As a female, these are interesting findings. I actually prefer sci-fi and enjoy techy games such as Mass effect and Deus ex, but I would also prefer bows and a nature-based faction in games like Skyrim. I tend to lean towards stealth and after bows/silenced sniper rifles would opt for melee, hand to hand, or defensive spells(invisibility, shields). And I am not surprised by the WWI/II results. Those genres seem so dull and overplayed in my eyes, but I know many young men with military aspirations who enjoy those themes. Another reason I don’t like those is because I game primarily to disengage from reality and I can’t help making the connection between the game and current events, especially those with middle-eastern or otherwise historical settings. War among mankind, even fictionally, is not entertaining to me.

    • Harmony February 9, 2017 at 3:03 pm - Reply

      As another female gamer, I second all of this. ^^^

    • somnomania February 13, 2017 at 8:32 pm - Reply

      Seconding all of this as well.

    • Patrik March 2, 2017 at 1:44 am - Reply

      Well, I am a male gamer, and I agree with all of what you said. I have no way of knowing how representative of the “normal player base” I am, of course.

  3. Luke February 9, 2017 at 2:21 pm - Reply

    That’s an interesting set of stats, but it just raises another interesting question: why do Modern Military settings and weapons have such a low appeal to females in general? Is there something inherent to these genres\weapons that turns most women off? The stats on the differing motivations aren’t quite as pronounced, so that explanation doesn’t stack up, leaving behind the question of what’s the real story here.

    I can understand over-saturation of WW2 and Modern Military settings bringing interest down across the board, but why are they so much more unappealing to women when the fundamentals of play in other genres and settings, don’t have such a wide disparity?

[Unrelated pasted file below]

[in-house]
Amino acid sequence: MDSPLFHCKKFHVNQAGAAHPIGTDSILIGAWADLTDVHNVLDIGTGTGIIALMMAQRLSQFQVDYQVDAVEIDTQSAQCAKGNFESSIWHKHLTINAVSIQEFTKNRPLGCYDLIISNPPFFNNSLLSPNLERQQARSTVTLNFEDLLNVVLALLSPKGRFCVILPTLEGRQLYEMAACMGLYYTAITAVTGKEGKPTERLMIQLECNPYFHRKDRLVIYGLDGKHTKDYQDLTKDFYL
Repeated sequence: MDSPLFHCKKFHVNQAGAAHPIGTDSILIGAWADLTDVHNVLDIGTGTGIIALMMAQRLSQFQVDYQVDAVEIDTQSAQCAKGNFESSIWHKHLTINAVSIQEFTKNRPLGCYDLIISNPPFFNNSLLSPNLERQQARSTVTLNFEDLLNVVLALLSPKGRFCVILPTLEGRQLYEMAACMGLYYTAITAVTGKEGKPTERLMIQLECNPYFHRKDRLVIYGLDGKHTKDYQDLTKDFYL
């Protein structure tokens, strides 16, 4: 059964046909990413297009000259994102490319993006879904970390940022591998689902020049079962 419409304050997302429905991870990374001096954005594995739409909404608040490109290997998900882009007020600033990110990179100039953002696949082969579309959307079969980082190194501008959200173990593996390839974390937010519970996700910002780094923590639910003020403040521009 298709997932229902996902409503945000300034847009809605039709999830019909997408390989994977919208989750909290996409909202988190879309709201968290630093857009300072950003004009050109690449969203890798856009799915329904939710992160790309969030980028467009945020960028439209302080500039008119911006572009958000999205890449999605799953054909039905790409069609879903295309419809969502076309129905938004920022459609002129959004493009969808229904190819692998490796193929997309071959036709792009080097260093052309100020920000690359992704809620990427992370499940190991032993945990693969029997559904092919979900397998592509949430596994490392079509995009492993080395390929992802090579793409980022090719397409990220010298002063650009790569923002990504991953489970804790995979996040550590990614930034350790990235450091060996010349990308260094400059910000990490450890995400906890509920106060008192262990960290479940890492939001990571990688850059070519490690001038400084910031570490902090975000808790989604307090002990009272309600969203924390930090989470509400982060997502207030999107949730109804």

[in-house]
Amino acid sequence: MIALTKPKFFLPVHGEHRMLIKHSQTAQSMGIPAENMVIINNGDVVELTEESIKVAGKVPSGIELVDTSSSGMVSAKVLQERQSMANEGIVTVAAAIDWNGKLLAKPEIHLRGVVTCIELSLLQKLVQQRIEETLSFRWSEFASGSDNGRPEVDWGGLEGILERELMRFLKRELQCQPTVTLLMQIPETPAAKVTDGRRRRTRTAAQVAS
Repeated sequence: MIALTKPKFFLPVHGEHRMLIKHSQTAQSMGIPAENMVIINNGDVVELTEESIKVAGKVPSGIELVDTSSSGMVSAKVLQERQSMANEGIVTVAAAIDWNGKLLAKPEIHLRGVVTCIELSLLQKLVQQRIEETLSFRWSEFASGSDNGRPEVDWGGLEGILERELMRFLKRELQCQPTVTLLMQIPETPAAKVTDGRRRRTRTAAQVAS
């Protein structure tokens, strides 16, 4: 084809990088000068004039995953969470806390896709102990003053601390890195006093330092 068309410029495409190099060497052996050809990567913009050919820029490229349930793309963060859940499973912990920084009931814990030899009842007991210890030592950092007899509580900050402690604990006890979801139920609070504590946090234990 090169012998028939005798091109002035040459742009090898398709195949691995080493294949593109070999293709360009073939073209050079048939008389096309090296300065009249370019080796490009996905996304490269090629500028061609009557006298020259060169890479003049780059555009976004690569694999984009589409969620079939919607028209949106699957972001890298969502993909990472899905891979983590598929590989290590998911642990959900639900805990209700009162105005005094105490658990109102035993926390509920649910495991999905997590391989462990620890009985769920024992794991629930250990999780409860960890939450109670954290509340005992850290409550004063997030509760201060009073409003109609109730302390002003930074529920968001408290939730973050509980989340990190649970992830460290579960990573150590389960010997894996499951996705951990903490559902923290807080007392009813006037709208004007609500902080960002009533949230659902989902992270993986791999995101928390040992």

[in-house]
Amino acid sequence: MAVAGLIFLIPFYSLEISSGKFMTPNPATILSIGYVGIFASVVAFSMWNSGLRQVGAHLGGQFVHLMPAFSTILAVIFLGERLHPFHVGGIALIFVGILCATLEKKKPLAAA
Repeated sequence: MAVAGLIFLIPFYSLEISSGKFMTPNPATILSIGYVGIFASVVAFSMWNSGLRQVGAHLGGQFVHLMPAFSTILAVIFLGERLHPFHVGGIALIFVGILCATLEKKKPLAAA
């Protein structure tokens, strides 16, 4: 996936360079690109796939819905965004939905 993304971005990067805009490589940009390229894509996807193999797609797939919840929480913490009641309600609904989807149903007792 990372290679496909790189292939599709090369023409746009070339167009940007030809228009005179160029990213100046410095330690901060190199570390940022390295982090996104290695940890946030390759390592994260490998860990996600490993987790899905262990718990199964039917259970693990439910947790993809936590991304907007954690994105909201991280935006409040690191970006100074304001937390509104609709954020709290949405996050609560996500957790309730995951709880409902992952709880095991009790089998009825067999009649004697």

• Nick Yee February 9, 2017 at 2:34 pm - Reply

      We also wondered about this in the recent post on gender distribution within game genres (http://quanticfoundry.com/2017/01/19/female-gamers-by-genre/). One thing we noticed is that the FPS genre bundles together a lot of norms: they tend to not have female protagonists, tend to involve playing with strangers online, and tend to have a lot of rapid 3D movement which can lead to motion sickness (which women are more susceptible to). And because FPS games tend to use conventional warfare as the theme, we’re seeing this constellation of variables all being consistently bundled together. Of course, the gaming motivations likely play some part in this as well.

      This makes it hard to tease apart the causality and understand which variables are collateral damage.

      • Alma February 23, 2017 at 5:16 pm

        Well for me there are a few reasons why I have few fps in my collection. Lack of a strong story or atleast one I could find elements to be interested in, no fem characters to play as, lack of cooperation with players or co-op, lack of customization is a low point but is one if I’m being honest.

        I’d rather work with someone if its a multiplayer or co-op game then vs and just me vs others to shoot each other in the face if I’m playing with you I want to play with you not against you. I did like the Division’s drop into another’s world and play I enjoy this more then Battlefield’s shoot em up chaos. Though I will play COD zombie mode because we’re a team surviving the odds.

        A lack of a female character can make me not want to play if the story is lame or subpar if the story is strong however I can over look it and play as the male (like Witcher but I liked being Ciri in 3 more then Geralt and I actually hate her inbook persona her game persona was ok but she was more relatable, I wish they would’ve let me pick whom to continue as after beating the game I would’ve chosen to continue as her under witcheress completing the contracts and such ).